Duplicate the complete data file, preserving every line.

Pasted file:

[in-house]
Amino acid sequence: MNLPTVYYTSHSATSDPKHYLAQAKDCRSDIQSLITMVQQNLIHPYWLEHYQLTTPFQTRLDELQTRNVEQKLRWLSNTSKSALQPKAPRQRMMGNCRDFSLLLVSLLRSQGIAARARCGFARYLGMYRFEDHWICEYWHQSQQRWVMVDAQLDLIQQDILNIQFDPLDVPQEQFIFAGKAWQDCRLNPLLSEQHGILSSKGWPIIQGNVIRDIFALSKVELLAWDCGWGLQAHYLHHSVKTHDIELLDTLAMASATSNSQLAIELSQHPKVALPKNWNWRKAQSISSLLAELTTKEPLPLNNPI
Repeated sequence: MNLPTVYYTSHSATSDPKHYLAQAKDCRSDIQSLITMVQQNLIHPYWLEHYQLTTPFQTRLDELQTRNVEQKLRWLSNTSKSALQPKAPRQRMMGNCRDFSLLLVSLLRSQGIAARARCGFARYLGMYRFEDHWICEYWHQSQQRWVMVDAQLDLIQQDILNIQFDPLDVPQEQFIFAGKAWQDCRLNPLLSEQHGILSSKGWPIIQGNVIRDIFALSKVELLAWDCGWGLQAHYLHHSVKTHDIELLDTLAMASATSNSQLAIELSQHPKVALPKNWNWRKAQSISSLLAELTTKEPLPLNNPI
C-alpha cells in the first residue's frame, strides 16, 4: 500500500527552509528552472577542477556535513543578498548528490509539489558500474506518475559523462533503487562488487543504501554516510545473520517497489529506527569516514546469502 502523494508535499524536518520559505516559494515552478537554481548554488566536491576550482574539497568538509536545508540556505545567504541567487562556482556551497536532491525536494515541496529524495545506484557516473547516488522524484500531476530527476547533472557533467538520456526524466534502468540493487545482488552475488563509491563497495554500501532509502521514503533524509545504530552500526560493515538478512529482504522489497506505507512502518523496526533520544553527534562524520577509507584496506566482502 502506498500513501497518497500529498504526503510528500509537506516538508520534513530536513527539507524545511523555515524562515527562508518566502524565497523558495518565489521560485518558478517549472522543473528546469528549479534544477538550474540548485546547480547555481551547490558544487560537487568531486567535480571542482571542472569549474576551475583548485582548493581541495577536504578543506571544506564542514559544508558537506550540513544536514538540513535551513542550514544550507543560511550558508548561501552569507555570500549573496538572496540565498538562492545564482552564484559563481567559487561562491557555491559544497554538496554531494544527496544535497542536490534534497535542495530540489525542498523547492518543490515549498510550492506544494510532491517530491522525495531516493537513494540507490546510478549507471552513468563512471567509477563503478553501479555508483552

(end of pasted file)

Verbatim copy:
[in-house]
Amino acid sequence: MNLPTVYYTSHSATSDPKHYLAQAKDCRSDIQSLITMVQQNLIHPYWLEHYQLTTPFQTRLDELQTRNVEQKLRWLSNTSKSALQPKAPRQRMMGNCRDFSLLLVSLLRSQGIAARARCGFARYLGMYRFEDHWICEYWHQSQQRWVMVDAQLDLIQQDILNIQFDPLDVPQEQFIFAGKAWQDCRLNPLLSEQHGILSSKGWPIIQGNVIRDIFALSKVELLAWDCGWGLQAHYLHHSVKTHDIELLDTLAMASATSNSQLAIELSQHPKVALPKNWNWRKAQSISSLLAELTTKEPLPLNNPI
Repeated sequence: MNLPTVYYTSHSATSDPKHYLAQAKDCRSDIQSLITMVQQNLIHPYWLEHYQLTTPFQTRLDELQTRNVEQKLRWLSNTSKSALQPKAPRQRMMGNCRDFSLLLVSLLRSQGIAARARCGFARYLGMYRFEDHWICEYWHQSQQRWVMVDAQLDLIQQDILNIQFDPLDVPQEQFIFAGKAWQDCRLNPLLSEQHGILSSKGWPIIQGNVIRDIFALSKVELLAWDCGWGLQAHYLHHSVKTHDIELLDTLAMASATSNSQLAIELSQHPKVALPKNWNWRKAQSISSLLAELTTKEPLPLNNPI
C-alpha cells in the first residue's frame, strides 16, 4: 500500500527552509528552472577542477556535513543578498548528490509539489558500474506518475559523462533503487562488487543504501554516510545473520517497489529506527569516514546469502 502523494508535499524536518520559505516559494515552478537554481548554488566536491576550482574539497568538509536545508540556505545567504541567487562556482556551497536532491525536494515541496529524495545506484557516473547516488522524484500531476530527476547533472557533467538520456526524466534502468540493487545482488552475488563509491563497495554500501532509502521514503533524509545504530552500526560493515538478512529482504522489497506505507512502518523496526533520544553527534562524520577509507584496506566482502 502506498500513501497518497500529498504526503510528500509537506516538508520534513530536513527539507524545511523555515524562515527562508518566502524565497523558495518565489521560485518558478517549472522543473528546469528549479534544477538550474540548485546547480547555481551547490558544487560537487568531486567535480571542482571542472569549474576551475583548485582548493581541495577536504578543506571544506564542514559544508558537506550540513544536514538540513535551513542550514544550507543560511550558508548561501552569507555570500549573496538572496540565498538562492545564482552564484559563481567559487561562491557555491559544497554538496554531494544527496544535497542536490534534497535542495530540489525542498523547492518543490515549498510550492506544494510532491517530491522525495531516493537513494540507490546510478549507471552513468563512471567509477563503478553501479555508483552